- "Doctors in Asia and the United States will give
double doses of Tamiflu to patients suffering bird flu and severe seasonal
human flu from May in a trial aimed at cutting high death rates from avian
- Hello, Jeff - The above statement is quite confusing
to me, as reportedly, we don't have H5N1 human bird flu cases in the US.
Or do we? Are they going to import some cases to try this on? Not
much seasonal flu in May, either. Hmmm...
- As for tamiflu, I don't think it should be prescribed
so freely and only used, very limitedly, for seasonal flu.
- First of all, tamiflu is not a safe drug and, second,
we might find ourselves in the same situation as we are now in with antibiotics.
Tamiflu resistance is a distinct possibility if we continue to prescribe
it so freely.
- Doctors Test Double Tamiflu Dose To Cut H5N1
- HONG KONG (Reuters)
-- Doctors in Asia and the United States will give double doses of Tamiflu
to patients suffering bird flu and severe seasonal human flu from May in
a trial aimed at cutting high death rates from avian flu.
- People infected with the H5N1 bird flu virus are now
prescribed the standard dose of Tamiflu, which is one capsule twice daily
for five days.
- But less than half the patients survive.
- "In animal studies, higher doses of Tamiflu have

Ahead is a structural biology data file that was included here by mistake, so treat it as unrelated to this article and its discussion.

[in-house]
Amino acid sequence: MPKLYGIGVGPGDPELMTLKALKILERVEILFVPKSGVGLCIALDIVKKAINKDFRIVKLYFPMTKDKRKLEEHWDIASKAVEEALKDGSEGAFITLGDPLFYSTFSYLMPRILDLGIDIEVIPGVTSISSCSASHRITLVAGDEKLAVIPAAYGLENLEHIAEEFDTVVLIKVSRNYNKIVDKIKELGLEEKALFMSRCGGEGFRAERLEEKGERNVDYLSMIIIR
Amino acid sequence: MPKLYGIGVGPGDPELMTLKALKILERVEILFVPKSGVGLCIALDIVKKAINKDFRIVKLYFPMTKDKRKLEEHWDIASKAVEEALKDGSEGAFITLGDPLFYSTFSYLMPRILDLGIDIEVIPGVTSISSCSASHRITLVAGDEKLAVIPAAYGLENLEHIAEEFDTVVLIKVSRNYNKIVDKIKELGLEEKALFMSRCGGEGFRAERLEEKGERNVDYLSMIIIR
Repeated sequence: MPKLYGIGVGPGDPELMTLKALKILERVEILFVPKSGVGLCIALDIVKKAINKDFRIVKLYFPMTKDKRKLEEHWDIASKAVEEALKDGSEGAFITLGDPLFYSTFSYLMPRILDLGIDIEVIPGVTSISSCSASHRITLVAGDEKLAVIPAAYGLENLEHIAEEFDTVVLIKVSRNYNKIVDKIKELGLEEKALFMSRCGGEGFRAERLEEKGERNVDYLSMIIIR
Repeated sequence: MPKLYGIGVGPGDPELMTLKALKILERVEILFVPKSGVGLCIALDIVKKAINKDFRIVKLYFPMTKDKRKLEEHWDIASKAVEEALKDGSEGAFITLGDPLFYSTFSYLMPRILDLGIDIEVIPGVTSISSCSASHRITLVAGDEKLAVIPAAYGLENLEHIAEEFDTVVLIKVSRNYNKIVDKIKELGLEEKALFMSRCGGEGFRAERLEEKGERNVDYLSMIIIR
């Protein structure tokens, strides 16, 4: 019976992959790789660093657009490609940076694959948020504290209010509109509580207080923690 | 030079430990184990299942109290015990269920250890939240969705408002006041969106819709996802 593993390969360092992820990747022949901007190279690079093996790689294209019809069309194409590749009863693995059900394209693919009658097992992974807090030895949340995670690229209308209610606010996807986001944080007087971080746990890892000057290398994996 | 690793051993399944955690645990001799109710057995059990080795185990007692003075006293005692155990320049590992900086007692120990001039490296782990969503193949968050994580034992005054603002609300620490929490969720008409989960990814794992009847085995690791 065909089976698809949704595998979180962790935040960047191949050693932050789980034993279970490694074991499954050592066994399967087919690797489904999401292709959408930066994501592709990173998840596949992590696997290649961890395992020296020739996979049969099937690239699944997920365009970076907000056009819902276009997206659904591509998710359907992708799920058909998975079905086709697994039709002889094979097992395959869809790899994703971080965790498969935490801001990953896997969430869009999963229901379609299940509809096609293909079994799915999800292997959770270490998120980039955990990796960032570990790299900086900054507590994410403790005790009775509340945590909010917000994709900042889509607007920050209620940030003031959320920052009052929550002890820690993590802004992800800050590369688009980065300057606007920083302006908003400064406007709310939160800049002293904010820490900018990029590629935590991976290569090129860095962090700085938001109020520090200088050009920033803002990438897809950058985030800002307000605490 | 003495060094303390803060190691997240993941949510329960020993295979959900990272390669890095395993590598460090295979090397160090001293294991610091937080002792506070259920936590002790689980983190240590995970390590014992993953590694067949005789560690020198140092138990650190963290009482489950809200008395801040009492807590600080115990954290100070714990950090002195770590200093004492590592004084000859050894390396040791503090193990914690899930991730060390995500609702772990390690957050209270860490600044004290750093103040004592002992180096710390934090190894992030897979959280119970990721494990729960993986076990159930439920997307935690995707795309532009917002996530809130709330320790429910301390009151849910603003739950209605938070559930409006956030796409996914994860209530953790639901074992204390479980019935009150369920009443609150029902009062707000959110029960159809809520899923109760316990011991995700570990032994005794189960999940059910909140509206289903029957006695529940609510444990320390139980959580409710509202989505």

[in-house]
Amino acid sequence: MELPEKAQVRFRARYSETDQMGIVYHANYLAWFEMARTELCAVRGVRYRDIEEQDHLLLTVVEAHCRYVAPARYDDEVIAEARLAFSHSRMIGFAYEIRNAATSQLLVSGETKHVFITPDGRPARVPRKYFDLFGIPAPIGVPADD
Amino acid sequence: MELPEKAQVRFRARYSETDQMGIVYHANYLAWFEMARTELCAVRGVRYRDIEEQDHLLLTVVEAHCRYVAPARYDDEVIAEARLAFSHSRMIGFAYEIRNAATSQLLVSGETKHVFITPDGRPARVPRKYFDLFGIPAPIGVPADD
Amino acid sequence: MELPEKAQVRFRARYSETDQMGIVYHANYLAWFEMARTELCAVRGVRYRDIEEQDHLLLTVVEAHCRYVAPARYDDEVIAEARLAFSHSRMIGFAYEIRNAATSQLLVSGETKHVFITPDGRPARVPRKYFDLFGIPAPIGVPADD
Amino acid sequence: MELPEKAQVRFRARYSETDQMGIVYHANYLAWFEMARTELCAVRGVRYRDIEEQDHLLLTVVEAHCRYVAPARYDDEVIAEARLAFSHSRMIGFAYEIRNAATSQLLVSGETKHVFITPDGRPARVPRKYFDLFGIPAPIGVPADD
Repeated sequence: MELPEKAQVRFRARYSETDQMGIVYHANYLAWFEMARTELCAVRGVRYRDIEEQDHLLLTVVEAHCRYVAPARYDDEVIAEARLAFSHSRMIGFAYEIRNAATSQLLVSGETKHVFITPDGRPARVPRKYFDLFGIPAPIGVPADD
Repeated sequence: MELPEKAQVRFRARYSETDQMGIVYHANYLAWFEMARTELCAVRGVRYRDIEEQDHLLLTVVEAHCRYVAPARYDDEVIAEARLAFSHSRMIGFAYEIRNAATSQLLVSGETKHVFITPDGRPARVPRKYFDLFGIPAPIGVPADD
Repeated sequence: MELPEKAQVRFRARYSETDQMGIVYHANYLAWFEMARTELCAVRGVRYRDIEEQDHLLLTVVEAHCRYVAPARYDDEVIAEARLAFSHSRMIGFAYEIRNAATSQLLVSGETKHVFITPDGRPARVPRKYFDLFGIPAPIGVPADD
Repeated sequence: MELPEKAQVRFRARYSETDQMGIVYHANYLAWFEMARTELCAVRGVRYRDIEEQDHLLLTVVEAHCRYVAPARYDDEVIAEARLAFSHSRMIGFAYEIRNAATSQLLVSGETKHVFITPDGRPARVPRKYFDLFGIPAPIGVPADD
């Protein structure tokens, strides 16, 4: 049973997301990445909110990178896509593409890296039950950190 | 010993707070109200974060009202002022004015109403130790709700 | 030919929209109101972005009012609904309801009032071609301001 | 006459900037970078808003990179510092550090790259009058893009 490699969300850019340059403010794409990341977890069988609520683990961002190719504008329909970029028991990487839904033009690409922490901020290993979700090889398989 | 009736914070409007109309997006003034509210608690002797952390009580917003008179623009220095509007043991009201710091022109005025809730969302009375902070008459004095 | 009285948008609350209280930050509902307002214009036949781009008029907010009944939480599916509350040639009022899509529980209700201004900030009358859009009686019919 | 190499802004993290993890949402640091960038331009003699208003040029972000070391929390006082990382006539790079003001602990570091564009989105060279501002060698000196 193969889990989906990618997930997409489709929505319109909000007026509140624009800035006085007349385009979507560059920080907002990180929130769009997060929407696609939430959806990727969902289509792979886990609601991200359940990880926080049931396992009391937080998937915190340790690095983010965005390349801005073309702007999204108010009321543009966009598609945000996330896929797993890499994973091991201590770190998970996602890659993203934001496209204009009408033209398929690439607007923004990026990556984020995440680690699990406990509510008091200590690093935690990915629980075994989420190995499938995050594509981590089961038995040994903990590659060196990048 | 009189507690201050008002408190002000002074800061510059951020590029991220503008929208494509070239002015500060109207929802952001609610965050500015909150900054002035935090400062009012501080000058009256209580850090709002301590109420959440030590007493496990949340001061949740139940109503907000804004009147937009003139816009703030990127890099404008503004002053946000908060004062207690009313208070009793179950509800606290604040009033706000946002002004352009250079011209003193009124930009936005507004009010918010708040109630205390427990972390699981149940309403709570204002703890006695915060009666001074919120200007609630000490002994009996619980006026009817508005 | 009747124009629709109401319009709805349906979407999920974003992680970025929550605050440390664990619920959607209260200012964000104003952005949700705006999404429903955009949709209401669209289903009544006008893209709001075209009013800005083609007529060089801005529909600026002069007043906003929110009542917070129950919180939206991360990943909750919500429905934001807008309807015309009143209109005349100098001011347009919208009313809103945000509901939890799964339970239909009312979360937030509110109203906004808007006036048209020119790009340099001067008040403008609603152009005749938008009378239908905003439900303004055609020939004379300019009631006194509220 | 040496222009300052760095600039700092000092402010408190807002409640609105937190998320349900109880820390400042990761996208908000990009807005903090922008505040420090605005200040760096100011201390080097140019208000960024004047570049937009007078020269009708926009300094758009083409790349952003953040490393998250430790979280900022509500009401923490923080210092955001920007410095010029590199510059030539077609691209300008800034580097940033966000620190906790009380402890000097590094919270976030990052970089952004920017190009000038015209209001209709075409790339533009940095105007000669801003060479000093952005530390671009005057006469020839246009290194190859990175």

resulted in higher cure rates for H5N1. The death rate from H5N1 is 60
percent, we want to see if we can solve this problem," said Tawee
Chotpitayasunondh, senior medical officer at Thailand's Ministry of Public
- Indonesia, Thailand, Vietnam and the United States will
participate in the Tamiflu clinical trial.
- All bird flu victims will be included in the trial and
each country will pick 100 patients suffering from severe human flu.
- In both categories, half of the participants will be
given the standard Tamiflu dosage, while the other half will be given double
doses, or 150 mg orally, twice daily for 10 days.
- Severe human flu cases would be included because some
symptoms and complications were similar to H5N1, such as pneumonia.
- "We'll find out if it is safe to give double dose,"
- "We will look at clinical signs such as whether
the person is feeling better. We will take secretions from the throat and
lungs and check for viral load. We will check to see the progression."
- For the moment, there are no commercially available vaccines
against the H5N1 virus and Tamiflu is regarded as the best front-line defence
against the disease if given to a patient during the early onset of symptoms.
Many nations have stockpiled the drug in the event of a bird flu pandemic.
- News of the trial comes after growing concerns Tamiflu
could induce psychiatric symptoms. Japan warned doctors this week not to
give Tamiflu to young people, after two teenagers fell from buildings after
- "We are concerned about the cases in Japan, but
Japan consumes a lot of the total production of Tamiflu (for human flu).
If you use a lot, you may have more side effects," Tawee said. "But
we will closely monitor our subjects."
- While H5N1 threatens mainly birds, experts fear it can
trigger a pandemic once it learns to transmit efficiently among people.
If it does, millions could die.
- Patricia A. Doyle DVM, PhD
- Bus Admin, Tropical Agricultural Economics
- Univ of West Indies
- Please visit my "Emerging Diseases" message
- Also my new website:
- Zhan le Devlesa tai sastimasa
- Go with God and in Good Health